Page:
Now my two-year old daughter has very few loves. You can count them on one hand: Her Eric Carle The Very Hungry Caterpillar. Goldfish crackers (how did you guess?). Her sister’s brand new Hello Kitty violin which she insists is hers. And her biggest love of all? Grapes.

If a Skyler Tan ever applies to work at your vineyard, consider yourself warned. You won’t know what hit you.  

Anyway, so there she was, clinging on to me as I went down Skyler’s List of Loves so I could peel her off me.

“You want Hungry Caterpillar?”

“No.”

“You want goldfish crackers?”

“No.”

“You want violin?”

“No.”

“You want grapes?”

She paused. I held my breath.

“Yeah…”

Yes!

“Okay, mommy’s gonna put you in your chair so you can have some grapes okay?”

“NOOOOOOOOOOOOOOOOOOOOOOOO!” her nails dug into my neck and she grabbed on, like one of those irritating chimpanzee bags they sell at zoos or theme parks. Don’t you hate those?

“If you want grapes you have to sit in your chair, baby doll…,” I coaxed, trying to free myself from the Death Grip of Skyler Tan.

“NOOOOOOOOOOOOOOOOOOOOOOOO!” her thighs clamped down around my waist, and she buried her face so deeply into my shoulder I swear there is a Skyler face print on there right now.

“Okay…so do you want mommy to carry?”

“Yeah…,”she whimpered.

“Do you still want grapes?”

She sniffed sadly.

“No.”

 

So yes, the other reason why I couldn’t blog properly the last entry was because I also had a stubborn, 33lb child trying to get back into my body the last hour.

And Lokes left this morning for Florida.

But yay, summer is here!

These last two days have just been hell for me with the girls, especially Rae.

Yesterday, she practically screamed at my mother-in-law.

“I WANT YOU TO FIX MY TENT RIGHT NOW!!!” she’d yelled.

I was upstairs with Skyler when the bloodcurdling scream broke through the house, followed by sounds of angry stomping and laboured breathing. My mother-in-law was cooking dinner. Right away, I ran downstairs, Skyler in my arms, and spent the next half an hour sending Rae to the corner, lecturing her ear off about respect and manners and patience, before taking away her computer privileges for three days and then sending her to her room right after dinner where I’d told her she should spend some time thinking about what she did.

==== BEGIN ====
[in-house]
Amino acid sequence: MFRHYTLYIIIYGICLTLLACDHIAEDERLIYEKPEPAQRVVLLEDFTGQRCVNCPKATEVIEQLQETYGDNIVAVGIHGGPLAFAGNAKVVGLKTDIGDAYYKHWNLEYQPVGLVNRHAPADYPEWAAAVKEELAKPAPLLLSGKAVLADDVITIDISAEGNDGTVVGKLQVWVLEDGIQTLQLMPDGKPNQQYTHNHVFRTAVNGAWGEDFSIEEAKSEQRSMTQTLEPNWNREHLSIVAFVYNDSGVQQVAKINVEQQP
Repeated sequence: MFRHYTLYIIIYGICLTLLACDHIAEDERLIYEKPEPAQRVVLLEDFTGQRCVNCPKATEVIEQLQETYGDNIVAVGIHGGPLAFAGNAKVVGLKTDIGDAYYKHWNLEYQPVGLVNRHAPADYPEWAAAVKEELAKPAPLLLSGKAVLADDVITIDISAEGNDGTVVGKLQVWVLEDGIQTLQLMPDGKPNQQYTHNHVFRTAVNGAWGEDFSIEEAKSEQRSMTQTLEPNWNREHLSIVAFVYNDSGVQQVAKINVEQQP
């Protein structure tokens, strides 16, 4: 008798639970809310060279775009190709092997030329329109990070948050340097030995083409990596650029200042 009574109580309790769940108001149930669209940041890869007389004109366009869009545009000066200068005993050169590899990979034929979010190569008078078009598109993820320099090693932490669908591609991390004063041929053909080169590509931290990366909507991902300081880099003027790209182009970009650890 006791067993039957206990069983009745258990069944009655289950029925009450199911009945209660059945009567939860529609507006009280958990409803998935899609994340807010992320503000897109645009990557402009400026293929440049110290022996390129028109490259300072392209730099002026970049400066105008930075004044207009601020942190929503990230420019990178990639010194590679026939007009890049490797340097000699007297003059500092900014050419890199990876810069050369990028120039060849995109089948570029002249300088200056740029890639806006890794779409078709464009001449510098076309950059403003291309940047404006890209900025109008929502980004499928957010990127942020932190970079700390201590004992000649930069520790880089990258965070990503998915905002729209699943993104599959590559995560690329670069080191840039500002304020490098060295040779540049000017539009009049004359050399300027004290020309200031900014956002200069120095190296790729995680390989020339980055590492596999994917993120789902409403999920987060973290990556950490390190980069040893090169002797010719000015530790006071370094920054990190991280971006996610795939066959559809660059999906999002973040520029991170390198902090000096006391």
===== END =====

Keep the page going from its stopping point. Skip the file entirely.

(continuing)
Instead, she fell asleep.

Today, she decided that it would be fun to decorate the back side of our house with handprints. I’d stepped in for TWO MINUTES, to put Skyler in the bathtub because she was covered in paint, and when I went to get Rae, my pristine white house had five HUGE handprints on it.

As I scrubbed the stubborn blue paint off (washable my ass! It took Clorox + 409 + Turpenoid to get it off) all I could think about was:

  • how screwed we are that nobody is going to buy our house when we’re ready to sell it because of the huge blue stain at the back
  • are there still boarding schools?
  • where one could get a tranquilizer

And this is all not counting the fact that this morning, my mother-in-law thought it appropriate to serve chocolate chip cookies for breakfast.

Question: If one Absolutely Hates Cleaning, and one’s child makes a bloody fucking mess, is it alright to completely lose it?

If just for a while?

‘Coz if anyone deserves to throw a hissy fit today, it’s me.

[mp3]http://theimperfectmom.com/podcasts/tim052207-2.mp3[/mp3]

Listen to The I’mPerfectMom Podcast, featuring Trans of Life‘s Across the Light, available under the Creative Commons licence.

(I just finished ‘polishing’ this entry up this afternoon, as I’d rushed to type it out this morning so there were a lot of grammatical mistakes, points I’d missed. Sorry!)

It is no secret that Asians, when it comes to work and studies, are a competitive bunch. In the US, this is politely referred to as ‘the Asian work ethic’. In Malaysia and Singapore, it is simply called kiasu-ism, which when directly translated, means ‘fear of losing’.

Losing the rat race. Losing opportunities. Losing face. What drives this fear of loss, you ask? I have no freakin’ idea. Maybe it really is in our DNA.

Before coming to the US, Lokes and I had not given the issue very much thought. However, one thing’s for sure: When it comes to our children’s academic development, we will NOT push them to throw themselves off a building if they don’t get the 17As.

When Rae was about two and a half, we sent her to a Montessori school. You can read the guilt in this paragraph, and there is much of it. To my defence, I was a working mom. Also, there were no other types of preschools in Malaysia, schools that focused more on play or social development than academics. The Montessori ones promised to teach them the skills they need to progress in life, things like buttoning their own shirts and listening to instructions. We thought they were sensible life skills to learn, even at two and a half. Well, they are.